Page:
Photo owned by map (cc)
I received the confirmation of my maternity benefit from the Department of Social Welfare today. Don’t get me wrong I’d prefer to get it than not but I feel like I’m being punished for having a child. I know it’s a cliché but if a man had to take a pay cut like this everytime he had a child, there wouldn’t be any children or certainly doctors, lawyers and (normally I’d say builders or bankers but obviously…) civil servants would never have kids. Actually civil servants will always have kids because our taxes are paying for their (m/p)aternity leave top-ups. I’d prefer if my taxes were paying me decent leave benefit to be honest. Maybe they are but I’m not paying enough taxes but that’s a rant for another day.
I seem to be reading articles everywhere these days about women in the workplace, about working mothers and about caring for children. I suppose it’s on my mind. I have already posted about The Economist’s recent celebration of women in the workforce but could not have put it more succiunctly than their correspondent Jani-Petri Martikainen who wrote in to point out:
Remarkably, you managed to discuss the challenges women face in combining family and career without ever mentioning the role of fathers.
I also read an article in Image (bought it because Abigail is featured in it!) entitled The Mommy Wars which to be fair featured one father who had chosen to stay at home and care for his child because “I didn’t want to have a child unless I was prepared to look after him.” My ire is up, Daddio! I do concede that maybe I’m a little sensitive but there’s an implication in that statement. The article is written by a woman who has no children and it’s basically about a book she read by a man who should not have children (allow me my little joke!) There are some reasonable points from some sources who have actually researched and studied the issue of women, work and childcare but all in all the article left me with a bad taste in my mouth. I don’t normally buy women’s magazines but reading this and the Provocateur column (yes I did note it was called the Provocateur column) in a recent edition of Marie Claire reminded me why. I just don’t understand why these articles are about mothers versus non-mothers, why they are all about what monsters childcare is creating and none, not one that I read recently, queried why fathers weren’t being released from the workforce to mind their children. Not just released; ejected! If it’s so damn bad for a mother to put her child in creche it’s also bad for a father to do it too. Less about the moms, regardless of the demographic of your readership, and more about the parents please!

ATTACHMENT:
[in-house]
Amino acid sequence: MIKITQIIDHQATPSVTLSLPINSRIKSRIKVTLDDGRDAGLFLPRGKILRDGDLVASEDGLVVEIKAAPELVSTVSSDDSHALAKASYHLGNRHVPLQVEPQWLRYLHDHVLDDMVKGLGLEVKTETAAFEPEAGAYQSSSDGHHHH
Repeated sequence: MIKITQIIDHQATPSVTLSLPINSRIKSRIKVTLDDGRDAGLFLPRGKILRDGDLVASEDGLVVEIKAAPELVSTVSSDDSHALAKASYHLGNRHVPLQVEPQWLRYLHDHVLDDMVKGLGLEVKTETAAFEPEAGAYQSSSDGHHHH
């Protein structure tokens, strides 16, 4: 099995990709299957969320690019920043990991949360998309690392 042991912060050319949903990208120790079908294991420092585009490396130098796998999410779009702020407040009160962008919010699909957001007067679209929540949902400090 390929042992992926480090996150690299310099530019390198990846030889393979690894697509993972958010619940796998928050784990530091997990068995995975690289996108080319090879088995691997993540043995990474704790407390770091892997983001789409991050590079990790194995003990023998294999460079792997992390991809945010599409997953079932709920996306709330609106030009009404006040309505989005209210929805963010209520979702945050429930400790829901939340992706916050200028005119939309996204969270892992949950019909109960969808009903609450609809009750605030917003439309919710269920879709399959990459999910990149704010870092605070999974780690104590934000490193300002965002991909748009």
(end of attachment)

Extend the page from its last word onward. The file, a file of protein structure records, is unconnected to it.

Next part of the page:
From my own experience I think it’s a myth that childcare is bad for kids. Bad childcare, long days and hassle is bad for kids as a bad workplace, long days and hassle are bad for all of us: they are human beings! Our kids love their childcare and my correspondence from the Department of Social Welfare today is taking that away from them. It’s taking the choice away from their parents. Sure there are days when they don’t want to go to créche and when they scrap with their minders but there are days when they feel the same way about their parents and vice versa!
That’s the nub of it I think: choice. Parents should be allowed choose what is best for their child. Maybe the father is a better parent (I often think so about our family unit!); maybe the mother earns more; maybe the circumstances change over the 18 years the parents are shepherding their child through the education system and towards adulthood; maybe the child goes through a phase where a different approach to education is better suited to their needs. All of these life cycles need individualized responses and if there is one element in the system that does not have the flexibility to cope with individualization the whole system will break down. I’m not saying I have the answer but if the burden of care becomes a parenting issue rather than a women’s issue we would be getting somewhere. This should start from day one of a child’s life. That would separate the men from the boys eh? I bet there would be less “single mothers” too if the “single fathers” got paid paternity leave too.